Friday, March 20, 2009

New stuff coming very soon.
  • Integrated python interpreter, thanks to Samuel Christie
  • Some useful scripts to trace variables
  • Mouse controller sliders to tweak your variables on runtime
  • Logging
  • A lot more
Stay tuned.

JG

Tuesday, March 10, 2009

Debug Console - Second Release

Hello, I fixed a lot of issues I had with the console I didn't know about.
  • I'm now using the same effect (an instance of XNA's BasicEffect) for every component.
  • Lines are now traceable. That is, each line you draw have a name, then when you draw a line with the same name, the previous line gets moved.
  • Some of you might had problems with the ShowLine and ShowMark methods, fixed.
  • I have created a new command parser in order to add scalability. You can now for example use Game1.console.Execute("trace Player1.position", position); and would be the same as using Game1.console.Show("Player1.position", position);. This is because later I will add the feature to trace values in runtime, something that will decrease debugging time for your games.
Things I need to fix:
  • console.DrawBox
  • console.Log
  • Test it on the XBOX
The code is now commited. and here's the .dll library

JG

Monday, March 09, 2009

LINQ Benchmark fixed.
I posted about the benchmark in the Creators Club forums and they explained me why these results were incorrect. I measured it wrong.
The thing is that on the LINQ test I wasn't actually running the query. To run it, I must at least iterate over the result, this is because the defered execution of the IEnumerable implementation, and the return yield it runs.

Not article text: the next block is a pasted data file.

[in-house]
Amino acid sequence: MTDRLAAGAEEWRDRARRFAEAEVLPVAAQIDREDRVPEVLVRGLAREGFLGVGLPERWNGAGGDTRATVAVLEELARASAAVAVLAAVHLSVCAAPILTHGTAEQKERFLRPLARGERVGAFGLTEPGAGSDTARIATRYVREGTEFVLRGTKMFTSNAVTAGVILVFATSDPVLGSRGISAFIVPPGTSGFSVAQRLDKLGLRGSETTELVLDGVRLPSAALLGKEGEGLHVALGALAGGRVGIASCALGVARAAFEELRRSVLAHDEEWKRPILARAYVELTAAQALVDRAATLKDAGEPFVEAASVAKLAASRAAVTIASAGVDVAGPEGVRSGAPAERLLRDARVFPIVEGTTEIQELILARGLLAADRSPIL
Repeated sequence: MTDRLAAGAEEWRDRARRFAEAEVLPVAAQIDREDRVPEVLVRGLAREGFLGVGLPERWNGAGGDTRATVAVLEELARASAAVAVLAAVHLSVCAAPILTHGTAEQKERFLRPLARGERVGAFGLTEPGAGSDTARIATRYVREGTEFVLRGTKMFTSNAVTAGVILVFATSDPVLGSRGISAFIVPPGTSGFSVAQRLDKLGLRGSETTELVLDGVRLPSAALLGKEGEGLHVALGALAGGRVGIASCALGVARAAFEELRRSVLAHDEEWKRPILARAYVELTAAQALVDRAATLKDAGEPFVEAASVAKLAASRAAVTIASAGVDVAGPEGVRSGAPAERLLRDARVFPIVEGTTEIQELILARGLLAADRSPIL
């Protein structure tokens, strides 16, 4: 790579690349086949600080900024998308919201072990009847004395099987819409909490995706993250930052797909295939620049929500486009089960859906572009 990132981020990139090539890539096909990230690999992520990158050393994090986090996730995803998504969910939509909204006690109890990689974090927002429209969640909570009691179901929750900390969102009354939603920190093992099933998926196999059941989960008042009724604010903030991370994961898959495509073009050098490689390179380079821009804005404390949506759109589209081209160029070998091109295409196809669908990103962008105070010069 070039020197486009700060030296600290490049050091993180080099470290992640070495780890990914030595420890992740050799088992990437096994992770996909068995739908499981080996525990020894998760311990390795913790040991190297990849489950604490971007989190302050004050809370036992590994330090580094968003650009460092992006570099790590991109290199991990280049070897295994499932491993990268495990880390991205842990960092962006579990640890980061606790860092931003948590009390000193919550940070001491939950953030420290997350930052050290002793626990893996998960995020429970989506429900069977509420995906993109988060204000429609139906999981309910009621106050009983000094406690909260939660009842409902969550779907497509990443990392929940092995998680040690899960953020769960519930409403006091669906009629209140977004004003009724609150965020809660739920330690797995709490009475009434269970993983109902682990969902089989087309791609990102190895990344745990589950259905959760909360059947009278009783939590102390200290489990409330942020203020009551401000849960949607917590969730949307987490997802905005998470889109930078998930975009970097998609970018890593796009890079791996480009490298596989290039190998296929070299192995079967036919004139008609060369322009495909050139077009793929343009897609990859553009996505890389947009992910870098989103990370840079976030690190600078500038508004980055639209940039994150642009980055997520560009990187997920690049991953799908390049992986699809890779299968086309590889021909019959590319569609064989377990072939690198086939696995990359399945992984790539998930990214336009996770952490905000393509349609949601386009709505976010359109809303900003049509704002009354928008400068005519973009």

So I rewrote it, and the results came out more predictable, here you have them.

I also increased the valueCount to a hundred million values. And there you have it, even though LINQ version is more elegant, it took almost twice the time, so for time critical operation I would prefer avoiding it.

JG

Thursday, March 05, 2009

LINQ Benchmark

For those of you that doesn't know LINQ yet, it's a new technology from c# 3.0 that lets you run queries independently from your database, even on c# objects (like arrays, List, LinkedList, etc) with a SQL-like statement .

Yesterday I was wondering how fast LINQ could run some queries compared to more traditional methods. I'm not talking about LINQ to SQL on an external database, but running a query on some IEnumerable object instead. So I created a small benchmark. I'm not sure if it is correct because there is some stuff that I might be timing erroneously, so please tell me if I should be considering things like JIT time, GC, or any other housekeeping.

Anyway, on a very simple test the results came out unexpectedly.

Here's the method I wrote:



static void Main(string[] args)
{
int valueCount = 1000000;
Random random = new Random();
float[] values = new float[valueCount];

Stopwatch timer;
// Initialize the values
for (int i = 0; i < valueCount; i++)
{
values[i] = random.Next(valueCount);
}
GC.Collect();


// LINQ
Console.WriteLine("Try with the LINQ query");
timer = Stopwatch.StartNew();
IEnumerable<float> extracted1 = from v in values where v < 500000 select v;
timer.Stop();
Console.WriteLine(timer.Elapsed.TotalSeconds);
Console.ReadLine();

// Regular for
Console.WriteLine("Try with the 'for' iteration");
List<float> extracted2 = new List<float>();
timer = Stopwatch.StartNew();
float var;
for (int i = 0; i < valueCount; i++)
{
var = values[i];
if (var < 500000)
extracted2.Add(var);
}
timer.Stop();
Console.WriteLine(timer.Elapsed.TotalSeconds);
Console.WriteLine(String.Format("Counts: {0}, {1}", extracted1.Count(), extracted2.Count()));
Console.ReadLine();
}

It creates an array of random values ranging from 0 up to 1 million. Then both tests try to extract 500000 numbers from the values given the simple rule (x < 500000). So here are the results:

This is one of the results I got. LINQ was 50 times faster??? Am I measuring this wrong?

JG